YOU ARE HERE: LAT HomeCollectionsJudges


Pakistani president appoints a Hindu to head the Muslim nation's high court

Rana Bhagwandas' swearing in comes as Musharraf faces a crisis over his suspension of the nation's top jurist.

March 25, 2007|Henry Chu | Times Staff Writer

KARACHI, PAKISTAN — He is the first Hindu to preside over this Muslim nation's highest court. And he is now in the eye of a political hurricane engulfing Pakistani President Pervez Musharraf.

Judge Rana Bhagwandas, 64, was sworn in Saturday as acting chief justice of Pakistan's Supreme Court. Upon taking the oath in this southern port city, Bhagwandas was thrust into the controversy surrounding the removal of the man who had held the top job.

Musharraf suspended Chief Justice Iftikhar Mohammed Chaudhry on March 9 on the basis of charges that he had abused his position. The move prompted street protests that caught the Pakistani leader off guard and triggered his most serious domestic crisis since he came to power in a coup nearly eight years ago.

Critics see Chaudhry's removal as a naked attempt to silence a judge who had embarrassed the government on several occasions, including by making a strong push to make Pakistan's powerful intelligence services subject to the rule of law. A police crackdown on lawyers and opposition politicians protesting Chaudhry's dismissal has fueled public anger at Musharraf, whose grip on power, analysts say, has been compromised as he prepares for national elections this year.

As the acting chief justice, Bhagwandas will head the panel of five senior jurists hearing the case against their colleague. Chaudhry, who was appointed by Musharraf in 2005, has called the charges a sham, and his supporters are demanding his reinstatement.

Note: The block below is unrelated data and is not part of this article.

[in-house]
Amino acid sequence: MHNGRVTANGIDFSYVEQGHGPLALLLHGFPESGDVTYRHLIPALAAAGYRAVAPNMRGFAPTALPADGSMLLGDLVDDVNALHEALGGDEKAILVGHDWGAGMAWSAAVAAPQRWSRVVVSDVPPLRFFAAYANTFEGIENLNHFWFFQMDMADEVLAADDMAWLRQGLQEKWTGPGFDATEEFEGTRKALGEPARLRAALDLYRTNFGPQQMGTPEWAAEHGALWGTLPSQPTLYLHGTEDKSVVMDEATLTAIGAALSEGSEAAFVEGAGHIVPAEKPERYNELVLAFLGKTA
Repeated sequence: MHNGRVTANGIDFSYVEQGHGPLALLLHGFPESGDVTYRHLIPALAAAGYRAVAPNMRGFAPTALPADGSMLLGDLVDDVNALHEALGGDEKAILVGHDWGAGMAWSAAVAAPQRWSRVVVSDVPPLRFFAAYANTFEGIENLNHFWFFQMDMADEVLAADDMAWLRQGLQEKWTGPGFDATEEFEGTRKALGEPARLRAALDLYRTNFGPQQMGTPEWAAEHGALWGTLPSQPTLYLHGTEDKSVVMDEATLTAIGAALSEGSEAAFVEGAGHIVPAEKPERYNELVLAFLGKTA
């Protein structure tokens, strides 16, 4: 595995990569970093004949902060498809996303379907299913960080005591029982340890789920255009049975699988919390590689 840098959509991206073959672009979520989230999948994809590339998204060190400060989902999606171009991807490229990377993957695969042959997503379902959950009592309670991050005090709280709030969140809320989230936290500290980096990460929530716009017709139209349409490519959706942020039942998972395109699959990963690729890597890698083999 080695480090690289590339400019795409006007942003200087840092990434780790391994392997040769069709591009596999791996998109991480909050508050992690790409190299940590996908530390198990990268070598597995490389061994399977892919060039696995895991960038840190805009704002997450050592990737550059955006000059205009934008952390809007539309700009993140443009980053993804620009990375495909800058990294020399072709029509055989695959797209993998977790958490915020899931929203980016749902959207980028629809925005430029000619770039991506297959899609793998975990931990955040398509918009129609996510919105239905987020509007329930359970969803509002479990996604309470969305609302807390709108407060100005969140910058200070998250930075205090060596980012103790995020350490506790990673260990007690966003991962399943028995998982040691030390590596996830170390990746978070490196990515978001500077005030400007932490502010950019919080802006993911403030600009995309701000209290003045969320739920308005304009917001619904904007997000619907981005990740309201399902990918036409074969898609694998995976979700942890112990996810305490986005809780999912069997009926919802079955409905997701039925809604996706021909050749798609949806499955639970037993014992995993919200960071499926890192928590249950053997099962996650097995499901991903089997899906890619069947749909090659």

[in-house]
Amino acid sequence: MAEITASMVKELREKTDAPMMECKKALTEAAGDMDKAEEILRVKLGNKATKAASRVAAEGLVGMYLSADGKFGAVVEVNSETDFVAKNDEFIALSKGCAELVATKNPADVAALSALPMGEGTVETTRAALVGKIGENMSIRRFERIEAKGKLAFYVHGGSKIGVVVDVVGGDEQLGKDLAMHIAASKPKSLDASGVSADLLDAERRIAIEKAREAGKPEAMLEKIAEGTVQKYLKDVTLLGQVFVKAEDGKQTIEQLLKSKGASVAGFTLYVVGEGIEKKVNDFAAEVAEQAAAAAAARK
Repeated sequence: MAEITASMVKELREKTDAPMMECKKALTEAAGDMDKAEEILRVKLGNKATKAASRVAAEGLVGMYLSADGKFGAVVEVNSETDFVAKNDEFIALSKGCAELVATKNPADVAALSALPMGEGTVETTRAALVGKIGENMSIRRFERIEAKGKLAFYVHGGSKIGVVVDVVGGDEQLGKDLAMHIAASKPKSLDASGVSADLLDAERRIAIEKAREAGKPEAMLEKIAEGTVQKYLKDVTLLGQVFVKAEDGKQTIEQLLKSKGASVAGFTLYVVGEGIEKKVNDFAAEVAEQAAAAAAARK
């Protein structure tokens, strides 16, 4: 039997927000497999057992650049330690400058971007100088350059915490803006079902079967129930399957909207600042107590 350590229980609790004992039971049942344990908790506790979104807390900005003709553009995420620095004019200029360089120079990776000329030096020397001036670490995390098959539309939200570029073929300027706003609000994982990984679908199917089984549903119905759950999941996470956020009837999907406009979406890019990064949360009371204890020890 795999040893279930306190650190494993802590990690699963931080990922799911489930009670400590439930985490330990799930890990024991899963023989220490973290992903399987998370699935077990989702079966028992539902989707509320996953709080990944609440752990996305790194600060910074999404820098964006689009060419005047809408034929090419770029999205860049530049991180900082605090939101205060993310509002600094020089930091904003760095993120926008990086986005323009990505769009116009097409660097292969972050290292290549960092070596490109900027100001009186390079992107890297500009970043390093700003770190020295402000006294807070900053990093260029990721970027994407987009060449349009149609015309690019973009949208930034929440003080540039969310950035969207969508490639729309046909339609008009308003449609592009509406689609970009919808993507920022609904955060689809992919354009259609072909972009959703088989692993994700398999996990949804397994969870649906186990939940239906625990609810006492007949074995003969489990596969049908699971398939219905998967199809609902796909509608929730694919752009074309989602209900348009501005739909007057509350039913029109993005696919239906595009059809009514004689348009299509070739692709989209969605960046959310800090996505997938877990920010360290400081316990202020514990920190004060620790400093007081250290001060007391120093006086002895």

Bhagwandas, who joined the Supreme Court in 2000 after serving on the bench here in Sindh province, told reporters Saturday that the judges would "decide this case on merit, without any favor or ill will."

A member of Pakistan's tiny Hindu community, Bhagwandas has a master's degree in Islamic studies. He has been treated as something of a rock star since his return a few days ago from a visit to India. Cameras and reporters surround him wherever he goes.

He is not the first non-Muslim to preside over Pakistan's high court. In the 1960s, a Roman Catholic, A.R. Cornelius, served in the post for eight years.

But the appointment of a Hindu in a nation that was founded as a homeland for Muslims by breaking away from predominantly Hindu India, has stirred up consternation among hard-line religious parties. The Daily Times quoted an academic last week as saying Bhagwandas' elevation would be "against Islam."

Such voices appear to be in a very small minority. Many analysts and observers described Bhagwandas as an ethical judge who would act fairly.

Even a member of Chaudhry's legal defense team, which boycotted Saturday's swearing-in ceremony on the grounds that their client was still the rightful chief justice, praised Bhagwandas.

"No reasonable man can raise an objection," said attorney Tariq Mahmood. "He is a man of integrity."

No one is taking bets as to how the judges' council will rule on Chaudhry's case.

The suspended chief justice is popular among Pakistanis because of stands he has taken against powerful interests. Last year, he voided the privatization of the nation's largest steel mill, which critics said would line the already-deep pockets of a well-connected clique.

In recent months, Chaudhry has repeatedly ordered Pakistan's intelligence agencies to answer allegations that they are illegally holding dozens of people officially listed as missing.

Los Angeles Times Articles